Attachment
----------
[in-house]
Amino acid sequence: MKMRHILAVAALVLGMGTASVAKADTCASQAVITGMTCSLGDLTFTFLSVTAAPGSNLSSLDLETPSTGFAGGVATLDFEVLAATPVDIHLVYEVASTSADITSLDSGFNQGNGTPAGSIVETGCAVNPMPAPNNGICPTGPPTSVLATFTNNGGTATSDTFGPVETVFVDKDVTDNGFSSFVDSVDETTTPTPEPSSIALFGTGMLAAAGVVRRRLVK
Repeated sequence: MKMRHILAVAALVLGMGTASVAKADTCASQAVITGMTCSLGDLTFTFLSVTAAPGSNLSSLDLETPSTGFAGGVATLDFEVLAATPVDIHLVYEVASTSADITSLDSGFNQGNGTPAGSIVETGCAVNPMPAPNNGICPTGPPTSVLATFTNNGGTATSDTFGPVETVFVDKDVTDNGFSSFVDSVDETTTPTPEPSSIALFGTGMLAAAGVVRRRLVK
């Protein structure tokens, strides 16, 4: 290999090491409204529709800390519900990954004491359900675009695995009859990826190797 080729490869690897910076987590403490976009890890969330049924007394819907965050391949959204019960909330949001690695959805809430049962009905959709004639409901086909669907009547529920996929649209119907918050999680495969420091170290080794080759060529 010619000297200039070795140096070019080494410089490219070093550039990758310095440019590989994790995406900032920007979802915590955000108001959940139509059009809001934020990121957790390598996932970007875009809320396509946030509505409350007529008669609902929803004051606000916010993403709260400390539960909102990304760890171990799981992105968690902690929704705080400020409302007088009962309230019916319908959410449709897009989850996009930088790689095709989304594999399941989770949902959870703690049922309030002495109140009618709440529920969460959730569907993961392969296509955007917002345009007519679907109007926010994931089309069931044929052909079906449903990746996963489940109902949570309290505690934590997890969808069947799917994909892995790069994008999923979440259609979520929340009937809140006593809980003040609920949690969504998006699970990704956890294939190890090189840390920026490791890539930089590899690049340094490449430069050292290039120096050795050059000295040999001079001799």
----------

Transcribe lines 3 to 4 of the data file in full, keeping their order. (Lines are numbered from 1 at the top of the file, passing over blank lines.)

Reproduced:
Repeated sequence: MKMRHILAVAALVLGMGTASVAKADTCASQAVITGMTCSLGDLTFTFLSVTAAPGSNLSSLDLETPSTGFAGGVATLDFEVLAATPVDIHLVYEVASTSADITSLDSGFNQGNGTPAGSIVETGCAVNPMPAPNNGICPTGPPTSVLATFTNNGGTATSDTFGPVETVFVDKDVTDNGFSSFVDSVDETTTPTPEPSSIALFGTGMLAAAGVVRRRLVK
């Protein structure tokens, strides 16, 4: 290999090491409204529709800390519900990954004491359900675009695995009859990826190797 080729490869690897910076987590403490976009890890969330049924007394819907965050391949959204019960909330949001690695959805809430049962009905959709004639409901086909669907009547529920996929649209119907918050999680495969420091170290080794080759060529 010619000297200039070795140096070019080494410089490219070093550039990758310095440019590989994790995406900032920007979802915590955000108001959940139509059009809001934020990121957790390598996932970007875009809320396509946030509505409350007529008669609902929803004051606000916010993403709260400390539960909102990304760890171990799981992105968690902690929704705080400020409302007088009962309230019916319908959410449709897009989850996009930088790689095709989304594999399941989770949902959870703690049922309030002495109140009618709440529920969460959730569907993961392969296509955007917002345009007519679907109007926010994931089309069931044929052909079906449903990746996963489940109902949570309290505690934590997890969808069947799917994909892995790069994008999923979440259609979520929340009937809140006593809980003040609920949690969504998006699970990704956890294939190890090189840390920026490791890539930089590899690049340094490449430069050292290039120096050795050059000295040999001079001799």